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Moving In Together? Make Sure You're on the Same Page, Finance-Wise

Updated on September 10, 2019
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Helen Halfpenny writes for Bingham Self Storage on a range of different subjects, including saving money, organisation, and decluttering.

Moving in with your significant other can be equal parts exciting, amazing, daunting and scary. Being single is an expensive business, especially when it comes to your living situation, so living with someone else can relieve a bit of that burden. Having another person to split rent, bills and tax with makes a big difference.

Bingham Self Storage have put together this detailed infographic on the common pitfalls of cohabiting and things to bear in mind, and we think they offer some very sound advice.

There’s lots to consider here, including things you may have blocked out through virtue of being so loved-up, which is no bad thing! But there is one thing that cannot be ignored, and that's your newly-shared finances. Here are some tips to avoid financial pitfalls when you move in together.

Are You Both Ready?

Before you heed any kind of advice about cohabiting, you both need to be absolutely sure about your decision, and make sure you're moving in for the right reasons. On the plus side, this is a good opportunity to go on a long holiday together if you haven’t already, just to check you really can spend all that time together. You should also make sure you have shared goals for the future and that you aren’t moving in together just to save money on rent and bills.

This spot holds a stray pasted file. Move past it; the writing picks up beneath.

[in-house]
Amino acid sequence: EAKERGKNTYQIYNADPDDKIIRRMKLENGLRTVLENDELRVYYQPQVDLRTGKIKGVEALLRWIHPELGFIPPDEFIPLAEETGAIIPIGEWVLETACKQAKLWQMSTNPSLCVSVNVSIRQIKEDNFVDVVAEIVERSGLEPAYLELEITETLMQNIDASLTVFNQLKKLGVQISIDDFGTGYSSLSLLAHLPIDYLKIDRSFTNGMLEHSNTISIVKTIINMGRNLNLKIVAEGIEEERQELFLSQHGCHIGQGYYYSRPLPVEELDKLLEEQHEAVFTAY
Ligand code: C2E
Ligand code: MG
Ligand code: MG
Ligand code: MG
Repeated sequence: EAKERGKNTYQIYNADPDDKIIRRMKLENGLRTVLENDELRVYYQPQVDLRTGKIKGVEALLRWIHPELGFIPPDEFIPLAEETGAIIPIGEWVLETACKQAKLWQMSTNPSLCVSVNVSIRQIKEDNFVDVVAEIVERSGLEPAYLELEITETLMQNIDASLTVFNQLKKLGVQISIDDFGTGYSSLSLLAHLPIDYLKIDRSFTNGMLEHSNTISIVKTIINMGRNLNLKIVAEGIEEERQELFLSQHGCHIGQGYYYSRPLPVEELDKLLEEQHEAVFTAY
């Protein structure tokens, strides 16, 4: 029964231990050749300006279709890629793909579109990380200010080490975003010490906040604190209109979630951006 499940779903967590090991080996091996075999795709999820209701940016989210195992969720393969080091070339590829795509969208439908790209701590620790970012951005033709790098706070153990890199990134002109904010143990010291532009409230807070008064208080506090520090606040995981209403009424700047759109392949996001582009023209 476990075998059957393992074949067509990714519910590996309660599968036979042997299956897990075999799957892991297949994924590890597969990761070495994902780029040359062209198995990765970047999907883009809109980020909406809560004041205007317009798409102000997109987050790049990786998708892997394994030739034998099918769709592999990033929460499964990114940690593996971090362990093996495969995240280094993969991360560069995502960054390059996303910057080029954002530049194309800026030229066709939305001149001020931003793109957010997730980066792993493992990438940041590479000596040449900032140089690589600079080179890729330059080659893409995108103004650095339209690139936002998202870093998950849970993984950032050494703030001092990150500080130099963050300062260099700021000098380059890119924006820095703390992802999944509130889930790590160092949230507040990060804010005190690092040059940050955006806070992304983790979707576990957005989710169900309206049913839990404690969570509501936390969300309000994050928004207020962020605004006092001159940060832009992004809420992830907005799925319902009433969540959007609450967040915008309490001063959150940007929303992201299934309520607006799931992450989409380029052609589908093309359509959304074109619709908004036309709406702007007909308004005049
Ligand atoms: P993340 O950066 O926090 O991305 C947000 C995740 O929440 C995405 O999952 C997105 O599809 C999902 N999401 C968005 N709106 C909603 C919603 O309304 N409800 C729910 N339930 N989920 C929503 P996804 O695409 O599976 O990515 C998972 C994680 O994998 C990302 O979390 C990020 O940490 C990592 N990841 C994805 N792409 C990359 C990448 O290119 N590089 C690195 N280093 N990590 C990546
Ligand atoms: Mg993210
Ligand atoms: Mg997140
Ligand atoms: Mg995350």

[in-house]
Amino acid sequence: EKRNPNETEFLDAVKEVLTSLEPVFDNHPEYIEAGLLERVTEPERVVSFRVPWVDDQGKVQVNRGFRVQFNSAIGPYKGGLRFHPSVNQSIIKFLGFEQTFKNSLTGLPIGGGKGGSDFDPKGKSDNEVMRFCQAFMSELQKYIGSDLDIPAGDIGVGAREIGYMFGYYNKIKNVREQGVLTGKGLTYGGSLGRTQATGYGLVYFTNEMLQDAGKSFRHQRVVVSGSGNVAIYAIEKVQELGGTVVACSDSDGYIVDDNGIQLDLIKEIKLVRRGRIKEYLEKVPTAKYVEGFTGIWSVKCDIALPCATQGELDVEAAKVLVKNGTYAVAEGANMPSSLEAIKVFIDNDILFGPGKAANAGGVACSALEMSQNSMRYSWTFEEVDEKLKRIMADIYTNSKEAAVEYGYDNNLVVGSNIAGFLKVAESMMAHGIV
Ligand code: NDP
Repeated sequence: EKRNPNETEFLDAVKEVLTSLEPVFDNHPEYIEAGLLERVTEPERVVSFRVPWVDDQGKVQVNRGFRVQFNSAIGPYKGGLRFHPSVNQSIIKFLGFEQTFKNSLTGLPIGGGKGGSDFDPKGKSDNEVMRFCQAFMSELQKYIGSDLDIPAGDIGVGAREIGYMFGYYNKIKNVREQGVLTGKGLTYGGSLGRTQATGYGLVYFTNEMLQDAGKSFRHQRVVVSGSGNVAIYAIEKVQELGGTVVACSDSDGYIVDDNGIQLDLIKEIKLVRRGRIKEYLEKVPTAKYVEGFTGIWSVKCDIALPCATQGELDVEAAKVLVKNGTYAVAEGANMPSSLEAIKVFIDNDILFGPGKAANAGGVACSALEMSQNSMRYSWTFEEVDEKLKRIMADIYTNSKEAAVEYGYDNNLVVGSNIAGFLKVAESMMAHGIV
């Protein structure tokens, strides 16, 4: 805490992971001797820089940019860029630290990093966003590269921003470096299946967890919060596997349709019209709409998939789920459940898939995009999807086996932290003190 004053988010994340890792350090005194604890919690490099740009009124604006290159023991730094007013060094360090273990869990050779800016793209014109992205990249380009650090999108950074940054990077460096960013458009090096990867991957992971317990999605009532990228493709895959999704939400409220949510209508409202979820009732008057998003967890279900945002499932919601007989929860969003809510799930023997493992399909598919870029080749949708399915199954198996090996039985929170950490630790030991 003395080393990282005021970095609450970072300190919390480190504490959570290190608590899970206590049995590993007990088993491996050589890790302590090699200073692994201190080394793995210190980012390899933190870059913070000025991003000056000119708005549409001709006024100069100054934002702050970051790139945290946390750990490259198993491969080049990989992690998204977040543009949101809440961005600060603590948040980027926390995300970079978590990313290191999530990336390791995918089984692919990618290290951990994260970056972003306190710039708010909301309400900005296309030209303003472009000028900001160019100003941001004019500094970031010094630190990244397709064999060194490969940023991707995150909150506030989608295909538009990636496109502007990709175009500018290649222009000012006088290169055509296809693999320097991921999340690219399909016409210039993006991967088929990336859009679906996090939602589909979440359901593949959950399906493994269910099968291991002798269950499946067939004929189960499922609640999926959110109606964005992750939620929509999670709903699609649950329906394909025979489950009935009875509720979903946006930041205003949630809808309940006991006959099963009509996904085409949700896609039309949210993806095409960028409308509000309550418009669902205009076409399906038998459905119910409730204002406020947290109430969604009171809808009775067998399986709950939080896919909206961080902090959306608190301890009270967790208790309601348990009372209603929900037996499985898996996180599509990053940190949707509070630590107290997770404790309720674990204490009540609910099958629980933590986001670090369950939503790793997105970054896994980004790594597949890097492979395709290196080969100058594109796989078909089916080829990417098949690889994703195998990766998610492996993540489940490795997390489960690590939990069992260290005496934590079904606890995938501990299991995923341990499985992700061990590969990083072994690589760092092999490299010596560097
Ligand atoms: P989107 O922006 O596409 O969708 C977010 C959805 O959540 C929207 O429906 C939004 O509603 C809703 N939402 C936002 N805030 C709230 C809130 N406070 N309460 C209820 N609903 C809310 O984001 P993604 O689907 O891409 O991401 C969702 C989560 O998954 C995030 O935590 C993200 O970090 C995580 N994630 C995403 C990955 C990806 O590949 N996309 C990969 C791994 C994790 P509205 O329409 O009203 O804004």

Cohabiting Financial Advice

This is the most important part of cohabiting to dissect as financial woes are the biggest cause of arguments in a relationship. Our lives are all centred around money and it will naturally become a point of tension if you don't both foster an honest, transparent approach to it.

If you’re going to live together, Bingham recommend what they call a ‘cohabitation prenup’. The term ‘prenup’ has negative connotations around it, so having this shouldn’t be seen as an absence of trust or faith in the other but rather just ensuring you’re both on the same page. A cohabitation prenup is simply where you both know exactly what each other’s financial assets and liabilities are, what your joint costs are going to be and what is expected from each person.

This way, you both know exactly what you’re signing up for. And honesty is so important here. Not everyone has a perfect financial track record and there might be things that you want to cover up, but this can only lead to disaster down the line. By placing all your cards on the table, everyone is aware of any problems that could arise, and you’re both positioned to deal with that in the best way.

Work Together But Keep Your Finances Separate

Bingham advise that you should not combine the following:

  • Credit
  • Bank Accounts

  • Investments

Especially not to begin with. If you've got a happy and healthy marriage and there are years of cohabitation already under your belts, combining finances makes sense if that will make things easier for you. But if you’re just thinking about moving in together for the first time as a couple, don’t combine anything.

If things don’t go as planned and there is a breakup, then trying to un-share your shared finances will be an almighty task and, considering the nature of breakups, can lead to a very bitter situation indeed.

Keeping finances separate gives you autonomy. If there is disparity in your incomes too, then sharing finances can cause friction. No matter how much you love someone, your salary is your salary and if you feel like you’re shouldering most of the financial burden then this can fester into something negative for your relationship.